The Confederate Battle Flag was lowered today at the South Carolina State House. The flag has been the center of much controversy for some time. South Carolina, in the wake of tragedy, is attempting to move forward toward an era of healing, where actions speak louder than the “Heritage not Hate” mantra. It is unfortunate that this era had to come in the wake of tragedy, but it did happen. Dylann Roof’s attempt at starting a race war failed, but it served to open the eyes of many Americans. In the video below, witness a multi-racial and bi-partisan crowd lowering the flag and ushering in a new era.
On July 4, 1863, John C. Pemberton formally surrendered his Confederate forces to General Ulysses S. Grant. Unlike his unconditional surrender policy at Fort Donelson, Grant offered parole to Confederate POWs. Grant made the decision not to attempt to feed or transport thirty thousand Confederate soldiers. Among those taken prisoner that day was one of my Confederate ancestors, Westley Avans. On July 9, Westley Avans of the 43rd Tennessee Infantry was formally paroled.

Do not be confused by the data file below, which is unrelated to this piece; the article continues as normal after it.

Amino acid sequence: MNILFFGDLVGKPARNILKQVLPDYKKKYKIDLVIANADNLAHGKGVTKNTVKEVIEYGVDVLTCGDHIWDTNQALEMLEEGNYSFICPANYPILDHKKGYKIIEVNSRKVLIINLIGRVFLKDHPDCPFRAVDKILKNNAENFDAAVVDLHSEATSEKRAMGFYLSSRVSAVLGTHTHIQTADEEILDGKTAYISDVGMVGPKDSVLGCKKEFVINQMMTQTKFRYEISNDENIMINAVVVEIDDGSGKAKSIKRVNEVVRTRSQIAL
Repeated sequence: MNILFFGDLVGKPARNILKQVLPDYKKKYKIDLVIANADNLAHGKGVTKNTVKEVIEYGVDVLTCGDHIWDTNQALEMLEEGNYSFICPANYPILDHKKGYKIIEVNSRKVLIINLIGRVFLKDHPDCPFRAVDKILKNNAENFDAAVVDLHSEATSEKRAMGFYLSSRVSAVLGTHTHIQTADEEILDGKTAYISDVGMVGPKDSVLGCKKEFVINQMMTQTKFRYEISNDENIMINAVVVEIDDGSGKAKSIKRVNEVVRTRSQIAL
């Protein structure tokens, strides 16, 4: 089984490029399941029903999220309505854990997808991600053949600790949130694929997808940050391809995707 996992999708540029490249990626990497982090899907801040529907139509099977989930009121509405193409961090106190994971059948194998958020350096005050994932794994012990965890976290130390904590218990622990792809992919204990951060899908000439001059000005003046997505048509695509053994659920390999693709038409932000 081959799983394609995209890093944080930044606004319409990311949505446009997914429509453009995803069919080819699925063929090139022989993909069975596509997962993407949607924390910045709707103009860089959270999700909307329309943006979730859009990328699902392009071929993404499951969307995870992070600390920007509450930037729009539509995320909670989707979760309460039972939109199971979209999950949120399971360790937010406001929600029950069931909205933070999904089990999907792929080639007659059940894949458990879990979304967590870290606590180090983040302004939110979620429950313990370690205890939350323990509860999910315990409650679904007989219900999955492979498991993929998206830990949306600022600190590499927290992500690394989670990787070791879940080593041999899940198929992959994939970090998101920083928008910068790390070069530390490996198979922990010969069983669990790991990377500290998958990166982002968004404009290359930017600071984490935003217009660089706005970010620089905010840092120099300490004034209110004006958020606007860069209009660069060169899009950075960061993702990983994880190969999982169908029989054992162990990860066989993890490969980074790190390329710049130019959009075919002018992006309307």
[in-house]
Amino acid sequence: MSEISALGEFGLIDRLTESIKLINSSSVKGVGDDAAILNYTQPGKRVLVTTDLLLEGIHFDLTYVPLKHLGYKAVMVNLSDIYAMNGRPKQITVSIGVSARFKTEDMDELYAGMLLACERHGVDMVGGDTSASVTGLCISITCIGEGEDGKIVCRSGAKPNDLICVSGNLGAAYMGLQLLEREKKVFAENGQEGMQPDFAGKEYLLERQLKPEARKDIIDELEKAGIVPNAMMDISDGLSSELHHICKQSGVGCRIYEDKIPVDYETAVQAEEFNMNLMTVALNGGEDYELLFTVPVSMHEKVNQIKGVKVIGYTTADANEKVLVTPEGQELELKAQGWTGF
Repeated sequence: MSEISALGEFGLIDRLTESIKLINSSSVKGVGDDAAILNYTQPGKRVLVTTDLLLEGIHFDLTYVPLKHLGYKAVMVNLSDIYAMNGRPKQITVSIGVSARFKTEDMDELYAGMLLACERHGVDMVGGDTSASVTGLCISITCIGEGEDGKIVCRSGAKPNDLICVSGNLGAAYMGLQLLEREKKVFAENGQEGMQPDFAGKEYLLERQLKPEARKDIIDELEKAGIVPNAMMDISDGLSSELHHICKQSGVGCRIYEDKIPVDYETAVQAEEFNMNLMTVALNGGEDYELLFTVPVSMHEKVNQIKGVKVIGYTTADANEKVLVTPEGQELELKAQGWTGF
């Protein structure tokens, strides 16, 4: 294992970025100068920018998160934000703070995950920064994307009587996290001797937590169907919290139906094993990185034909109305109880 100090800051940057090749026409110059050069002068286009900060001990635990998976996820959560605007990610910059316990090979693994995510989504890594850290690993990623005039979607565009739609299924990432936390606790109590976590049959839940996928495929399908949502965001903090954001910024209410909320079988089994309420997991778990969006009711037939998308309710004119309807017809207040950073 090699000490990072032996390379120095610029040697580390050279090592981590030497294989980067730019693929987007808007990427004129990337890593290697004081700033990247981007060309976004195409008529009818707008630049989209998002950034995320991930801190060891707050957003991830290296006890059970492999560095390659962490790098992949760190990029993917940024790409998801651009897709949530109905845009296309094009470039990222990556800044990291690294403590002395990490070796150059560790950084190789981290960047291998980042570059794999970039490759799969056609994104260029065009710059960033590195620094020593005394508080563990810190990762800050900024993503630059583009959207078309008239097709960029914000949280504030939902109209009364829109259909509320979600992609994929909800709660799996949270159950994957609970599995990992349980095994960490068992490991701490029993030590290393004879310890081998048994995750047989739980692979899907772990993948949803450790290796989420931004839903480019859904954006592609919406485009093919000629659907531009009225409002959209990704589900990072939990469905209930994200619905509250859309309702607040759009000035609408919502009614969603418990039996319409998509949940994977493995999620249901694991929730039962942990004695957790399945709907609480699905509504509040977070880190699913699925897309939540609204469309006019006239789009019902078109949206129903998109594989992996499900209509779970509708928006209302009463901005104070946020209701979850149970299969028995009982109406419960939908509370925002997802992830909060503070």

As mentioned before, I am undertaking a new project that involves the study of slavery in Catoosa County. In order to do so, I am building a sturdy base by examining historiography related to slavery in the ‘Deep South’ in comparison to slavery in Appalachia. Today I came across Wilma A. Dunaway’s Women, Work, and Family in the Antebellum Mountain South. Although slavery is not the main focus of the book, Dunaway does provide some keen insight into slavery in Appalachia as she explains its effect on women and the family. Take for example this passage: Continue reading “Slavery and Interstate Commerce in Appalachia”